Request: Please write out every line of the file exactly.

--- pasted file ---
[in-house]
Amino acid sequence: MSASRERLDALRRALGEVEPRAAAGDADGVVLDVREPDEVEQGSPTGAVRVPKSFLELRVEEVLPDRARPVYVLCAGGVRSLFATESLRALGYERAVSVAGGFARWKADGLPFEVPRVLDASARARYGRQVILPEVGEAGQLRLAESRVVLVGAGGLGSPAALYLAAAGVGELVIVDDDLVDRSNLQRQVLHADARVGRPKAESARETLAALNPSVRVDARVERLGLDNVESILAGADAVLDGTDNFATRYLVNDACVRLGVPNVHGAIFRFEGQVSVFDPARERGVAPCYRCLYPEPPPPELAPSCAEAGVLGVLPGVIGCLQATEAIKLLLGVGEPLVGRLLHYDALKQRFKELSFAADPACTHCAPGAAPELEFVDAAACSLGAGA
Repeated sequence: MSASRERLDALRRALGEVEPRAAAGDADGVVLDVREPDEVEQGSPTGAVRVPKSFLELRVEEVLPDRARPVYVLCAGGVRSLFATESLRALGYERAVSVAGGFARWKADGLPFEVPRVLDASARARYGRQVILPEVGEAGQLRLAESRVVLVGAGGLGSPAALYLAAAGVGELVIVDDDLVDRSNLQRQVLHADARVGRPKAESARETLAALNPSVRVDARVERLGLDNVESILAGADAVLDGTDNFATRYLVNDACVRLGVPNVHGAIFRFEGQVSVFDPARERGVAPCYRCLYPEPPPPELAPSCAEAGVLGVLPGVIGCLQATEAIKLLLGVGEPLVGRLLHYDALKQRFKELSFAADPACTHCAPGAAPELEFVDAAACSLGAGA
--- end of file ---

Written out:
[in-house]
Amino acid sequence: MSASRERLDALRRALGEVEPRAAAGDADGVVLDVREPDEVEQGSPTGAVRVPKSFLELRVEEVLPDRARPVYVLCAGGVRSLFATESLRALGYERAVSVAGGFARWKADGLPFEVPRVLDASARARYGRQVILPEVGEAGQLRLAESRVVLVGAGGLGSPAALYLAAAGVGELVIVDDDLVDRSNLQRQVLHADARVGRPKAESARETLAALNPSVRVDARVERLGLDNVESILAGADAVLDGTDNFATRYLVNDACVRLGVPNVHGAIFRFEGQVSVFDPARERGVAPCYRCLYPEPPPPELAPSCAEAGVLGVLPGVIGCLQATEAIKLLLGVGEPLVGRLLHYDALKQRFKELSFAADPACTHCAPGAAPELEFVDAAACSLGAGA
Repeated sequence: MSASRERLDALRRALGEVEPRAAAGDADGVVLDVREPDEVEQGSPTGAVRVPKSFLELRVEEVLPDRARPVYVLCAGGVRSLFATESLRALGYERAVSVAGGFARWKADGLPFEVPRVLDASARARYGRQVILPEVGEAGQLRLAESRVVLVGAGGLGSPAALYLAAAGVGELVIVDDDLVDRSNLQRQVLHADARVGRPKAESARETLAALNPSVRVDARVERLGLDNVESILAGADAVLDGTDNFATRYLVNDACVRLGVPNVHGAIFRFEGQVSVFDPARERGVAPCYRCLYPEPPPPELAPSCAEAGVLGVLPGVIGCLQATEAIKLLLGVGEPLVGRLLHYDALKQRFKELSFAADPACTHCAPGAAPELEFVDAAACSLGAGA